Wednesday, May 19, 2010

Solar Cooking, attempt 1


My daughter is into the pioneer lifestyle. She frequently makes "soup" outside in bowls from seasonings and leaves. She will put hose water in a metal washtub and strip her two-year-old brother and "bathe" him. She wears skirts and, under duress, I made her a bonnet.

After another failed attempt at feeding me a taste of her "soup" she was dramatically lamenting how much she wanted to cook, but couldn't. So I told her about solar cooking, specifically about a method I thought she could handle that I had just read about.

It seemed pretty simple, and I thought her (our) chances of success would be high, seeing as we live in Central Texas and it's already sweltering out here in early May. *sigh*

I read about painting large Mason jars with barbecue paint and leaving them in the sun for the day to cook the contents with solar power. So we went over to the store and picked up a dozen wide-mouth quart size Mason jars, and a can of barbecue paint (it had to be verified that I was, indeed, at least 18, and allowed by law to purchase). Came home, put a strip of masking tape down one side as a window and sprayed those suckers down with the paint.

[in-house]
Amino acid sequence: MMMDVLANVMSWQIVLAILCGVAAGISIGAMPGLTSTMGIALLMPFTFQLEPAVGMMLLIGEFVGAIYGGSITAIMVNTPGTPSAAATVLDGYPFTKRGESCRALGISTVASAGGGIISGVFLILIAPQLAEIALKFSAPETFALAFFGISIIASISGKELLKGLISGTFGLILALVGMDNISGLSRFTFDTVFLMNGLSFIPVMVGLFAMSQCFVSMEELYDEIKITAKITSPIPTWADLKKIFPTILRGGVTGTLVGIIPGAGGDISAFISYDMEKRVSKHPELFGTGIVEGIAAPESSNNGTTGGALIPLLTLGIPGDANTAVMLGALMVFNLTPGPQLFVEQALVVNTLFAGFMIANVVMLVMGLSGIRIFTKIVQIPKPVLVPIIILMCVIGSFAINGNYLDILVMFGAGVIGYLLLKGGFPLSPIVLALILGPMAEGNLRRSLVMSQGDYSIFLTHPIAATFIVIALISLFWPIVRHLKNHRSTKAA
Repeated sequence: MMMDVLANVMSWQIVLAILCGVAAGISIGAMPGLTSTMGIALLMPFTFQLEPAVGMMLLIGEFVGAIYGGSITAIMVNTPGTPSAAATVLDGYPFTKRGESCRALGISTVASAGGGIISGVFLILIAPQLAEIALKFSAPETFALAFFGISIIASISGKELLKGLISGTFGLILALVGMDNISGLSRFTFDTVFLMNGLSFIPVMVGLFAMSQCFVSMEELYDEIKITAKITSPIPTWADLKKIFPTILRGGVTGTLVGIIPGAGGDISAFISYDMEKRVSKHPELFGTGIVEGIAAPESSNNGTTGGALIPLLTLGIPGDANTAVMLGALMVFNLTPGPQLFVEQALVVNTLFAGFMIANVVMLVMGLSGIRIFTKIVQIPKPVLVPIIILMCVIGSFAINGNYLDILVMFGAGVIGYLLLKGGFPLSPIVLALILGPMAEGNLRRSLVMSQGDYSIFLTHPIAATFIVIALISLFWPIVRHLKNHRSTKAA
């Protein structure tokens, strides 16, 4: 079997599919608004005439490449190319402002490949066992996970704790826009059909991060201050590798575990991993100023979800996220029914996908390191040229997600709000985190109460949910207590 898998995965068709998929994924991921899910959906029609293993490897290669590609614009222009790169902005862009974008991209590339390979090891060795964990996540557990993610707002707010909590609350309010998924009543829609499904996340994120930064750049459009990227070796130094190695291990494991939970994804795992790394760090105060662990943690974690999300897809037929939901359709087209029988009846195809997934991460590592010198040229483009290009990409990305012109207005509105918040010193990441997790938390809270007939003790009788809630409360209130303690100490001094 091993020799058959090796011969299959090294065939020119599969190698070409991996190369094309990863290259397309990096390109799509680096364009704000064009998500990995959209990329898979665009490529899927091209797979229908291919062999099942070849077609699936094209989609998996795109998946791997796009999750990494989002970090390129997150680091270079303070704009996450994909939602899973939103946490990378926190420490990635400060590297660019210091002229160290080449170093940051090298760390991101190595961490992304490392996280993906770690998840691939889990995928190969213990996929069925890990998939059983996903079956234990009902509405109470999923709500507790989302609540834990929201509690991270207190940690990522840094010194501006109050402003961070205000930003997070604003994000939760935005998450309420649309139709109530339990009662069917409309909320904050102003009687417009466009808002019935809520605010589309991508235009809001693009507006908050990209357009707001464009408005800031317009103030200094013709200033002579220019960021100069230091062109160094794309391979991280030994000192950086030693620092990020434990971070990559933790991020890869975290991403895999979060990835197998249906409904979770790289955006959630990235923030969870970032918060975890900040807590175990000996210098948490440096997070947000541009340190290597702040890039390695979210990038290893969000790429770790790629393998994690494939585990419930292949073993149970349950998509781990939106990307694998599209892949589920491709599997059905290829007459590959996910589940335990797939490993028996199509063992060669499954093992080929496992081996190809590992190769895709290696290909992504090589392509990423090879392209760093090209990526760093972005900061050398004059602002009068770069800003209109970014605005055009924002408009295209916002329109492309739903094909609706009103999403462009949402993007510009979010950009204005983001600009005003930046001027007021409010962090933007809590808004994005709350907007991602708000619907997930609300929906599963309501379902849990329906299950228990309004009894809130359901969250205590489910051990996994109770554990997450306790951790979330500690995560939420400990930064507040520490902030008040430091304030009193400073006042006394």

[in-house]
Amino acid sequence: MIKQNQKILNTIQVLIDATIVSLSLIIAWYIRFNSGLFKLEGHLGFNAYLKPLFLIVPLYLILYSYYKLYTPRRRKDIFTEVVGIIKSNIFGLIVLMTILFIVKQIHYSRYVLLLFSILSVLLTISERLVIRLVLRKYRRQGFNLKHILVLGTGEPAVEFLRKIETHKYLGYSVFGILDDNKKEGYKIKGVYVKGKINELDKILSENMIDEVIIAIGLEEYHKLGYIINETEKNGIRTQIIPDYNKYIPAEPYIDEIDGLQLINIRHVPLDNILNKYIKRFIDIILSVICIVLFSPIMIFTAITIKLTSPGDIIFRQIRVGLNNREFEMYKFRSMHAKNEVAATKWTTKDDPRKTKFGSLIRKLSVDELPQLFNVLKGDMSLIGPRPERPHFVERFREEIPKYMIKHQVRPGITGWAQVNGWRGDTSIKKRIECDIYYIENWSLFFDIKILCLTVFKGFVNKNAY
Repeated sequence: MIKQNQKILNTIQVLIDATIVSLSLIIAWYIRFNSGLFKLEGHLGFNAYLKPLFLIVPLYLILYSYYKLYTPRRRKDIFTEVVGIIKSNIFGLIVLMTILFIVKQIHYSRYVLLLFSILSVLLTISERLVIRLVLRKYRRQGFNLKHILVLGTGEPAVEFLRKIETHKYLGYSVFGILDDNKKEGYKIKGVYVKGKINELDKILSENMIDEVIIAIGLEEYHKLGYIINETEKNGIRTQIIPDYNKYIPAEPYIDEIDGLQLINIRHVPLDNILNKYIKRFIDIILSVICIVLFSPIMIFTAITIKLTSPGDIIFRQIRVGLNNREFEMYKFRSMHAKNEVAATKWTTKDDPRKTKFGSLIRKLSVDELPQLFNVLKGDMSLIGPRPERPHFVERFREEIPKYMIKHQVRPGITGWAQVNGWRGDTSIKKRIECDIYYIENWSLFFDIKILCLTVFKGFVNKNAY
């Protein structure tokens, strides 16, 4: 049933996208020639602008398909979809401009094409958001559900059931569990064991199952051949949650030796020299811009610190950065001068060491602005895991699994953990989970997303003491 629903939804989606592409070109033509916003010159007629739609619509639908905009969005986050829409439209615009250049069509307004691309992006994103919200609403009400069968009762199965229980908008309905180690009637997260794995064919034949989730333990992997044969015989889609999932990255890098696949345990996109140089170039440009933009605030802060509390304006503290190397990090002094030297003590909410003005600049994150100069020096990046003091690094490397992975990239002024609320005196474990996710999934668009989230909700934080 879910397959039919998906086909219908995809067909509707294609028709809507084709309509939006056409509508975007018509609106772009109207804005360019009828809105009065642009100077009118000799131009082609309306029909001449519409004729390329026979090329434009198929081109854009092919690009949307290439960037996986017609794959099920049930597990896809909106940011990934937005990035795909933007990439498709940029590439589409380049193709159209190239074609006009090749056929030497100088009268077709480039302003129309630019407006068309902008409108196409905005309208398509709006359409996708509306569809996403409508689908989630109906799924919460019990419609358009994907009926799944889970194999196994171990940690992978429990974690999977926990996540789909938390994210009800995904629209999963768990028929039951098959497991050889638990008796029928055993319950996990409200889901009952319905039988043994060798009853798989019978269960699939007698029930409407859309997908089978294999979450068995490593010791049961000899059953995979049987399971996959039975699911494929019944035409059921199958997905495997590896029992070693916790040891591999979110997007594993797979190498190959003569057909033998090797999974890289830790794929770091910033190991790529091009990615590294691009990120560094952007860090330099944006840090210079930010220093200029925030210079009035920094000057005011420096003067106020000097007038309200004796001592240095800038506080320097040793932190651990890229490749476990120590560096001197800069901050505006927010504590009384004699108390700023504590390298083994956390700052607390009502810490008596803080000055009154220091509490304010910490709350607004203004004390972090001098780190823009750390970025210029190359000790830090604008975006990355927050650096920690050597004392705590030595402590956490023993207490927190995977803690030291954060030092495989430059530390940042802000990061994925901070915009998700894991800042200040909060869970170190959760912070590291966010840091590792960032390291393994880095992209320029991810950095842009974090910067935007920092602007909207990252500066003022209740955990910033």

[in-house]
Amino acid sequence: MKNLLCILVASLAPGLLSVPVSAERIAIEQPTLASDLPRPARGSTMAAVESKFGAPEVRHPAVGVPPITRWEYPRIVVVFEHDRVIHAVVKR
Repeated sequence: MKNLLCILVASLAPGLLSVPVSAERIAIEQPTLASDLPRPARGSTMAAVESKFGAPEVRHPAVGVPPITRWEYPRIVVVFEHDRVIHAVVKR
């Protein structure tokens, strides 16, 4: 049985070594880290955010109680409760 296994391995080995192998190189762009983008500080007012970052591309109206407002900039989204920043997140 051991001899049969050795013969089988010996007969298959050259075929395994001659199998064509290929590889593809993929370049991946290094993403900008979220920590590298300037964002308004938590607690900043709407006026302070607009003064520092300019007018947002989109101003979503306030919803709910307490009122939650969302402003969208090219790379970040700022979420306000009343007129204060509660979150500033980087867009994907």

Of course, making a solar cooking attempt of any kind, just like washing your car, ensures rainy weather. So we had to wait a few days. Then the 3rd day we forgot to put them out until early afternoon. Up to this writing we haven't actually cooked anything in them. When the wet weather clears, and I remember in the morning to try, I want to try 2 things first: some kind of dough, and zucchini. I'll let you know what happens!

We're so pleased you are reading Farming Salt & Light! Choose how you live!

1 comment:

pat said...

It may be too late in the year now . . . but 100 degrees, cookie dough on a cookie sheet, dashboard of car, all windows closed, 4-6 hours equals DELICIOUS and 100% baked by the sun. :-)

Pat